By Yi Wonju
SEOUL, April 15 (Yonhap) -- Armed with face masks and plastic gloves, South Koreans voted for a new National Assembly on Wednesday under strict coronavirus quarantine procedures, such as temperature taking, sanitizing hands and distancing from each other in lines.
South Korea is the first major country to hold nationwide elections since the coronavirus pandemic. Whether the country can successfully hold the elections without worsening the outbreak will be watched closely from overseas as it may serve as a guideline for other countries for safe voting.
Election officials and voters followed strict quarantine guidelines and taking extra caution at this year's polling stations.
Voters were advised to wear masks and asked to stand at least 1 meter apart from each other, with red signs on the floor marking the distance.
Election officials then conducted mandatory temperature checks on voters coming inside the building.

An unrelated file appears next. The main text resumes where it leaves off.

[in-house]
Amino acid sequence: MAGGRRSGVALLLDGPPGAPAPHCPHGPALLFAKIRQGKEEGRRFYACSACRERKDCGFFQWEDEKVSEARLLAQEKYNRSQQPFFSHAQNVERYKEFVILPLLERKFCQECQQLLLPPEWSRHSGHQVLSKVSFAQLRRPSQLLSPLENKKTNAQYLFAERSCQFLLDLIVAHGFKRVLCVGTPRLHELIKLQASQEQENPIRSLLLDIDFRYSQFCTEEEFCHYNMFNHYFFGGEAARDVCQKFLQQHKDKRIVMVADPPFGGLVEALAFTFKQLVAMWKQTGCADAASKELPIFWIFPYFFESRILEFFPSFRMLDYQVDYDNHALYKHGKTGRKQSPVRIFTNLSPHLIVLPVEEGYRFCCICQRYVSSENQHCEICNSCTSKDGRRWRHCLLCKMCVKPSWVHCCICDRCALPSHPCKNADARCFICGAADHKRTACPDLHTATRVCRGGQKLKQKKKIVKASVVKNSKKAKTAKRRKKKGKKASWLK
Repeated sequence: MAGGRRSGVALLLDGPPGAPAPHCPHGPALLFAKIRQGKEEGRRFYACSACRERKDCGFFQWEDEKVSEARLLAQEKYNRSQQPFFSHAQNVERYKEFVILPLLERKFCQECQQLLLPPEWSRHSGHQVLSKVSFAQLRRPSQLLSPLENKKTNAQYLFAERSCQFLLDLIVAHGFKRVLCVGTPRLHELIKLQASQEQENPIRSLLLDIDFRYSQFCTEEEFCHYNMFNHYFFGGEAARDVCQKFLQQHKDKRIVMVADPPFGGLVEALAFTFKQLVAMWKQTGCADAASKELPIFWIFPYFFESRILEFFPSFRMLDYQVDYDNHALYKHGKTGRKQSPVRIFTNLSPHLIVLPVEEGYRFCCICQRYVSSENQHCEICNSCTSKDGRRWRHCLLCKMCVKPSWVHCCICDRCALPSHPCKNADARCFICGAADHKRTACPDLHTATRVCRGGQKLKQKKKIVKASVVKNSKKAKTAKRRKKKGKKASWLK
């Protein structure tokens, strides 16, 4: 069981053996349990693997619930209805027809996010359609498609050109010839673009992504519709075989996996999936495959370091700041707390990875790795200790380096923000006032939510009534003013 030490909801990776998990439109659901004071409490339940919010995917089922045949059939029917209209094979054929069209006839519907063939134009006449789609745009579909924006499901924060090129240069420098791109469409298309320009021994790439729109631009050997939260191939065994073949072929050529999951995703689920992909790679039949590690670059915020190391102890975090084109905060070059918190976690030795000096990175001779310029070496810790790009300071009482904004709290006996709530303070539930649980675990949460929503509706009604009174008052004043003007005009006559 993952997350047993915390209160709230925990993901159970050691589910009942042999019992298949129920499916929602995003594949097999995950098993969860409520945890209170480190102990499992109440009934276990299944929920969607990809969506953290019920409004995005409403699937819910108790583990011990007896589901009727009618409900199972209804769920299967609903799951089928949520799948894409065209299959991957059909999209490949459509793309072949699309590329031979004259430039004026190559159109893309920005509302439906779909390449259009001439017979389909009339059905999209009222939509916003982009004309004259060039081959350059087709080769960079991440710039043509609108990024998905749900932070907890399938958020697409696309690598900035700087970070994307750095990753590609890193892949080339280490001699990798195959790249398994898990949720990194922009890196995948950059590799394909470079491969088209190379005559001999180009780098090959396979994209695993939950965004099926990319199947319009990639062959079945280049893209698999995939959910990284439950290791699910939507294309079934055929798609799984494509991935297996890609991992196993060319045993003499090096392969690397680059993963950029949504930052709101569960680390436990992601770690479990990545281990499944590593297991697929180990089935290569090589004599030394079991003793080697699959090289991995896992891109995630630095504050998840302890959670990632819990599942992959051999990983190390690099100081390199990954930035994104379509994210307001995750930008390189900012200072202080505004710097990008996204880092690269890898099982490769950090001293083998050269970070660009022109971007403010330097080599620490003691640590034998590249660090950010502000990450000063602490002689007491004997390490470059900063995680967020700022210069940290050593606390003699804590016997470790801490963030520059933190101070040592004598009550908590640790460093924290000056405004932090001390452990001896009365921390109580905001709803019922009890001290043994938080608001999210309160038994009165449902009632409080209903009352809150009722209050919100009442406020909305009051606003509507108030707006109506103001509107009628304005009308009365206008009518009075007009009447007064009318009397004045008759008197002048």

If the voters' body temperatures reach over 37.5 C, they are taken to a separate voting booth and then sent for virus testing.
Voters were also asked to use hand sanitizers and put on plastic gloves before casting their ballot.
To minimize the possibility of infection, officials used machines for identification instead of fingerprint checks.
Voters were asked to pull down their masks only when officials checked their identification.
They were also advised against talking without their masks on and advised not to bring young children to the polling stations.
The country disinfected over 14,000 polling stations ahead of the elections, and officials said they will frequently disinfect polling booths and ballot stamps.
South Korea first received attention when a cluster infection broke out in the southeastern city of Daegu, but it has since been lauded for its success in containing the virus by the World Health Organization, with many countries requesting test kits and seeking advice.
Now, it has recently brought down new daily infections to about 30, with the nations' total at 10,564.
Some 44 million people are eligible to vote in the elections.
A higher-than-expected turnout for the advance voting has drawn attention to whether turnout for Wednesday's elections could surpass 60 percent.
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